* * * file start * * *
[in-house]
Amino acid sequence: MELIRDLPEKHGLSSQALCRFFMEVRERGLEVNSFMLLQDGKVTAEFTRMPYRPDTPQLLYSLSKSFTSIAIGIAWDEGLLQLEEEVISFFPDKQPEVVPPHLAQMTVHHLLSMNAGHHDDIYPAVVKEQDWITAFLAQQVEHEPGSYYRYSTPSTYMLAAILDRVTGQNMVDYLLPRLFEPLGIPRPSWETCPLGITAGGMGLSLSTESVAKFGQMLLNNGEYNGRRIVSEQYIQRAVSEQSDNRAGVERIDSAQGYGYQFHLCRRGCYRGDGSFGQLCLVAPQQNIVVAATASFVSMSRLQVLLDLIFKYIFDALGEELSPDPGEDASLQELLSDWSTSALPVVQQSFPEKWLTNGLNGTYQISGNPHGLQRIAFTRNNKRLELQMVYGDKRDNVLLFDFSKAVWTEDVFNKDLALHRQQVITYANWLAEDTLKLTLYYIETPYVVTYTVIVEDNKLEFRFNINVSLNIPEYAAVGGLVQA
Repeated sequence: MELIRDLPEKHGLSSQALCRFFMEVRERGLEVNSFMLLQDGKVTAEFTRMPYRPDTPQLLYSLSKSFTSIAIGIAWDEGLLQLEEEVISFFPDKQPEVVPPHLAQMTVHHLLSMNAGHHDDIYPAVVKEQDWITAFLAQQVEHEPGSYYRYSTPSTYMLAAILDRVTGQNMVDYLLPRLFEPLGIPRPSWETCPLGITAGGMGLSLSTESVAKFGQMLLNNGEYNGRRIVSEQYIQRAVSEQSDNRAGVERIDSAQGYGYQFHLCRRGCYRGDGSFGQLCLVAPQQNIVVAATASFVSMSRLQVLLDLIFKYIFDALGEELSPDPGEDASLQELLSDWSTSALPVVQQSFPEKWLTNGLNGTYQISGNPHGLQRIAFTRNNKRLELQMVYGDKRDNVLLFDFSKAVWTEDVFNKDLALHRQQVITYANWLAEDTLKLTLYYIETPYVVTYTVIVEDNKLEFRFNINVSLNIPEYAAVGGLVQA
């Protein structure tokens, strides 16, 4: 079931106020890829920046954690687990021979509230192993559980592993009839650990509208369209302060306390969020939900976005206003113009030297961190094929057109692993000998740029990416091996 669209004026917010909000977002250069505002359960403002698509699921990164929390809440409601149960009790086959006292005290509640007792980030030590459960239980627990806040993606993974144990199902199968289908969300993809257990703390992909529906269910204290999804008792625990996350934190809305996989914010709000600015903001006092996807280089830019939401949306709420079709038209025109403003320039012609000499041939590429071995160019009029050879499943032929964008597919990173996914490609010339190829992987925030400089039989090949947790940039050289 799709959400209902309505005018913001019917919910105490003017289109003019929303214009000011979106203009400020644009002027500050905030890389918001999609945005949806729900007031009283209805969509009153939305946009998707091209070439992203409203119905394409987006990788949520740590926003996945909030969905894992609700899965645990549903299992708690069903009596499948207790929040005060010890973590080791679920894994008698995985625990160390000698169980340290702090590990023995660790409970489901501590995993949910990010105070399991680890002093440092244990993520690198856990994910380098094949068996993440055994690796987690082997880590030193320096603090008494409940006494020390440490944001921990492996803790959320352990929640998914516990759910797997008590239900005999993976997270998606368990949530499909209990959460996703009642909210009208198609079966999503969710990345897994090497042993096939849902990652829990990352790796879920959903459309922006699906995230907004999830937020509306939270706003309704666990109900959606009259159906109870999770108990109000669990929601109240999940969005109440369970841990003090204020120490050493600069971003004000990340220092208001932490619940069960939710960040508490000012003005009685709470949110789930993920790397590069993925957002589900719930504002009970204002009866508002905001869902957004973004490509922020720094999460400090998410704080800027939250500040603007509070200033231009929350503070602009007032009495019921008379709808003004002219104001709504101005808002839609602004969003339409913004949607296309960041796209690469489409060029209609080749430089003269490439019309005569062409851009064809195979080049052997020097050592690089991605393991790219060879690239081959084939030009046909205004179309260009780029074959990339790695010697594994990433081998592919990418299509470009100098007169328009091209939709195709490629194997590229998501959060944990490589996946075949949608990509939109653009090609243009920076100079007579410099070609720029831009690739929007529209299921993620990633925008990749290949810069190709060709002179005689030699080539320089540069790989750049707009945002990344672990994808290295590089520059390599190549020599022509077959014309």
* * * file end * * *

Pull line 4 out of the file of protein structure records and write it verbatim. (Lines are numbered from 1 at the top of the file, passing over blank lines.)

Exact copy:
């Protein structure tokens, strides 16, 4: 079931106020890829920046954690687990021979509230192993559980592993009839650990509208369209302060306390969020939900976005206003113009030297961190094929057109692993000998740029990416091996 669209004026917010909000977002250069505002359960403002698509699921990164929390809440409601149960009790086959006292005290509640007792980030030590459960239980627990806040993606993974144990199902199968289908969300993809257990703390992909529906269910204290999804008792625990996350934190809305996989914010709000600015903001006092996807280089830019939401949306709420079709038209025109403003320039012609000499041939590429071995160019009029050879499943032929964008597919990173996914490609010339190829992987925030400089039989090949947790940039050289 799709959400209902309505005018913001019917919910105490003017289109003019929303214009000011979106203009400020644009002027500050905030890389918001999609945005949806729900007031009283209805969509009153939305946009998707091209070439992203409203119905394409987006990788949520740590926003996945909030969905894992609700899965645990549903299992708690069903009596499948207790929040005060010890973590080791679920894994008698995985625990160390000698169980340290702090590990023995660790409970489901501590995993949910990010105070399991680890002093440092244990993520690198856990994910380098094949068996993440055994690796987690082997880590030193320096603090008494409940006494020390440490944001921990492996803790959320352990929640998914516990759910797997008590239900005999993976997270998606368990949530499909209990959460996703009642909210009208198609079966999503969710990345897994090497042993096939849902990652829990990352790796879920959903459309922006699906995230907004999830937020509306939270706003309704666990109900959606009259159906109870999770108990109000669990929601109240999940969005109440369970841990003090204020120490050493600069971003004000990340220092208001932490619940069960939710960040508490000012003005009685709470949110789930993920790397590069993925957002589900719930504002009970204002009866508002905001869902957004973004490509922020720094999460400090998410704080800027939250500040603007509070200033231009929350503070602009007032009495019921008379709808003004002219104001709504101005808002839609602004969003339409913004949607296309960041796209690469489409060029209609080749430089003269490439019309005569062409851009064809195979080049052997020097050592690089991605393991790219060879690239081959084939030009046909205004179309260009780029074959990339790695010697594994990433081998592919990418299509470009100098007169328009091209939709195709490629194997590229998501959060944990490589996946075949949608990509939109653009090609243009920076100079007579410099070609720029831009690739929007529209299921993620990633925008990749290949810069190709060709002179005689030699080539320089540069790989750049707009945002990344672990994808290295590089520059390599190549020599022509077959014309």